The warmth of a wetsuit largely depends on the thickness of its neoprene. Measured in millimeters (mm), a thicker suit will generally keep you warmer. However, a thicker suit will also weigh more and be less flexible, resulting in greater paddling fatigue and reduced performance. The goal is to choose a suit that is not unnecessarily thick for your local conditions.
To achieve a balance between warmth and performance, most wetsuits use a combination of neoprene thicknesses. Thicker panels are generally used in the chest, back, and lower body, while thinner panels are used through the arms and shoulders for greater flexibility and easier paddling. A suit’s particular combination of neoprene thickness is reflected in the name of the suit itself. For example, a “4/3mm” wetsuit uses both 4mm and 3mm neoprene. A “2mm” wetsuit is made entirely of 2mm neoprene. The thickness we list here refers only to the thickest neoprene used in the suit. More detailed information on the thicknesses used and their placement is listed below.
Keep in mind that additional features such as advanced seam construction, insulated lining, and hoods greatly impact the warmth of a wetsuit. The presence of these features can compensate for the reduced warmth of thinner neoprene, offering greater performance while retaining overall warmth. For example, a higher-end 4/3mm wetsuit with sealed seams and interior thermal lining will likely stay as warm as an economical 5/4mm wetsuit that does not have those features.
Back Zipper - The main advantages of back-zip suits are ease of entry and exit, and a smooth, consistent feel across the chest.
In a perfect world, wetsuits would be seamless. Until then, the goal is to make seams as light, flexible, durable, and impermeable to water as possible. While each brand has its own lingo, there are four basic seam constructions on the market: flatlock; glued and blind stitched (GBS); glued and blind stitched with taping; and liquid rubber seam seal.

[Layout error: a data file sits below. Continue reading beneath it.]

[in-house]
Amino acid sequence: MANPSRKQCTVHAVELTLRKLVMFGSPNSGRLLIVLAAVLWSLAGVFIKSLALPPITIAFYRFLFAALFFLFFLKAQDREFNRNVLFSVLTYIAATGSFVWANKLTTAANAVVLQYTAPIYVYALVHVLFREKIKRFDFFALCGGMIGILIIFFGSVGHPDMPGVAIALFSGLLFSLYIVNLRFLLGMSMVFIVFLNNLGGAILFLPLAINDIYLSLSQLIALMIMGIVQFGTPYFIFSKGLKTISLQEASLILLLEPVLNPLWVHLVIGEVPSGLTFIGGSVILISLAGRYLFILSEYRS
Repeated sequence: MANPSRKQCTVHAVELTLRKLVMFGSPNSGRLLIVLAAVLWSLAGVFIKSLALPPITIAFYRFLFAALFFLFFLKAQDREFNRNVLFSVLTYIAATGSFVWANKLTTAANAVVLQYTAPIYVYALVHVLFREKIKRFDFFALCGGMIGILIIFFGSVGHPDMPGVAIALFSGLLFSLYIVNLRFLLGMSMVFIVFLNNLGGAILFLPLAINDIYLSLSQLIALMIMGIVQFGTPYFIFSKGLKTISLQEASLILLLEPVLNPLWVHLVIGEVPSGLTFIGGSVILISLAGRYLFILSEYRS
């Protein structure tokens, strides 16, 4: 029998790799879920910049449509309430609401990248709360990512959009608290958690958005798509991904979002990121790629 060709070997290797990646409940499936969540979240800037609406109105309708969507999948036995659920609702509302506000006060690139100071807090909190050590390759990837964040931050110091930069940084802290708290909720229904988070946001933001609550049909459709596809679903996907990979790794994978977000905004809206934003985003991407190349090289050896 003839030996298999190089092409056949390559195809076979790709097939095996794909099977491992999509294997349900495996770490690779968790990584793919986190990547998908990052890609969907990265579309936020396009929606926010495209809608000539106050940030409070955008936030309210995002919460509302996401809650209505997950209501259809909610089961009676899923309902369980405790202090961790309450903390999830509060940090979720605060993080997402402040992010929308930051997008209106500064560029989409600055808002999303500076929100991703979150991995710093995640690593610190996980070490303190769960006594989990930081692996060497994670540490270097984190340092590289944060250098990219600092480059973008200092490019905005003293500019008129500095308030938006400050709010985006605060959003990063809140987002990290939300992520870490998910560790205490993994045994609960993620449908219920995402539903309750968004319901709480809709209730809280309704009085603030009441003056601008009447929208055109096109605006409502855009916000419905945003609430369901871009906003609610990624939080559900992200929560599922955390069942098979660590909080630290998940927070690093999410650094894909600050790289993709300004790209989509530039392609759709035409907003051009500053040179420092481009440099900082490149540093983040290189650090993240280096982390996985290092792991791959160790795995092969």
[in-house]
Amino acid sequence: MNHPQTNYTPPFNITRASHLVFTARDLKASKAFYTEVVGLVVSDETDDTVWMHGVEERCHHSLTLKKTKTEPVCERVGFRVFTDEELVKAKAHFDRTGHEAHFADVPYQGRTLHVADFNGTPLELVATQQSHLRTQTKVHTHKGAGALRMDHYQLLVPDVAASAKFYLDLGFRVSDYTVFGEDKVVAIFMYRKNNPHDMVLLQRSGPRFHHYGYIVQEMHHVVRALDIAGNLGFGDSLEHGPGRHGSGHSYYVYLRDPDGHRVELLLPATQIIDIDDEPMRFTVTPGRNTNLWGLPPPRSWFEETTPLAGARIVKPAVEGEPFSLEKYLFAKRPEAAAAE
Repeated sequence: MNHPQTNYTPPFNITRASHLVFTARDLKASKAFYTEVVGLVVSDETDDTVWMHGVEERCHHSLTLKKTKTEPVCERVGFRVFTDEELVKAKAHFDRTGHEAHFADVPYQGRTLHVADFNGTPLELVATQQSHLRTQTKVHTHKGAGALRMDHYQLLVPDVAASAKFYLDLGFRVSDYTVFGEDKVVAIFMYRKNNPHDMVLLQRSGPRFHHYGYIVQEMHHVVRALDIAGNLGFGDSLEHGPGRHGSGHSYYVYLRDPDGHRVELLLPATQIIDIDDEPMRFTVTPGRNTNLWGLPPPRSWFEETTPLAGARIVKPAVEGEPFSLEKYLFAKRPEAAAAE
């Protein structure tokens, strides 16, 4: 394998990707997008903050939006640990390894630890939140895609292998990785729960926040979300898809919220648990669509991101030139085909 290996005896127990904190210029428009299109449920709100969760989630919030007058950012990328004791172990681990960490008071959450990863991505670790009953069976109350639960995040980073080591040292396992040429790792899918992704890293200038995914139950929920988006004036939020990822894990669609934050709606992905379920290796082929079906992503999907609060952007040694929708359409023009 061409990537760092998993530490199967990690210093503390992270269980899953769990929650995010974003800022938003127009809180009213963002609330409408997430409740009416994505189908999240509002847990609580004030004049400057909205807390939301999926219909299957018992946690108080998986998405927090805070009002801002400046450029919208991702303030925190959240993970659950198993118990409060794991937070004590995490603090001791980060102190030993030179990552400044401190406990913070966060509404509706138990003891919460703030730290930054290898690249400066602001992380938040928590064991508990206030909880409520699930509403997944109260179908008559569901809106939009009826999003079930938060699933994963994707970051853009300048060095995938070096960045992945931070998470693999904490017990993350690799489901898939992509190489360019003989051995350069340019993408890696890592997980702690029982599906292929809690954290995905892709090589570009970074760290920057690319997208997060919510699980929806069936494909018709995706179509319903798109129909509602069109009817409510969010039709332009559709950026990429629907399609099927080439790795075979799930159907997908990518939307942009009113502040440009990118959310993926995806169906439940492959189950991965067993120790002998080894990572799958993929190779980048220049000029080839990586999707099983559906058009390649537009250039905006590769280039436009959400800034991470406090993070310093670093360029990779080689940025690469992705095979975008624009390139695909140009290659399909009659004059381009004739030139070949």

Glued and Blind Stitched (GBS) - A durable, flexible, and waterproof seam construction where two panels of neoprene are glued together end-to-end and then blind stitched. Stitches are visible on the seam exterior but do not protrude through to the interior, reducing sew-through holes and water entry.
Most cold water suits now include an insulating interior jersey lining made from a variety a materials. Its purpose is to wick water away from the skin while retaining body heat. The thermal lining is typically placed on the chest and/or back core panels to retain core body heat. On higher end suits, it is often extended throughout the torso and down through the thighs.
UltraFlex DS - Super flexible, soft Neoprene that provides 4-way stretch for unrestricted movement in any direction.
FluidFlex Firewall - Measurably lighter, warmer and more flexible. Wicks away moisture and increases warmth.
Double Superseal Neck - A toasty warm two layer design featuring a 360° smooth skin interior lining, wide adjustablility and a secure lock down. Fully adjustable and watertight.
Blackout Zipper - Offset zipper teeth greatly reduce water entry.
Integrated Key Pocket - Your key is easy to access and completely secure.
Strategic Seamless Paddle Zones - An ergonomic, seamless undersleeve panel that allows for unrestricted motion and eliminates rashing.
Krypto Kneepads - Abrasion resistant, high stretch neoprene panel with ergonomic shaping designed to extend the life of the wetsuit and protect the knee while punching through waves.
LSD [Lumbar Seamless Design] - O'Neill knows even the best surfers spend significant amounts of time sitting on their boards. By using a single large panel in the rear area of the wetsuit, water entry is minimized and stretch is maximized.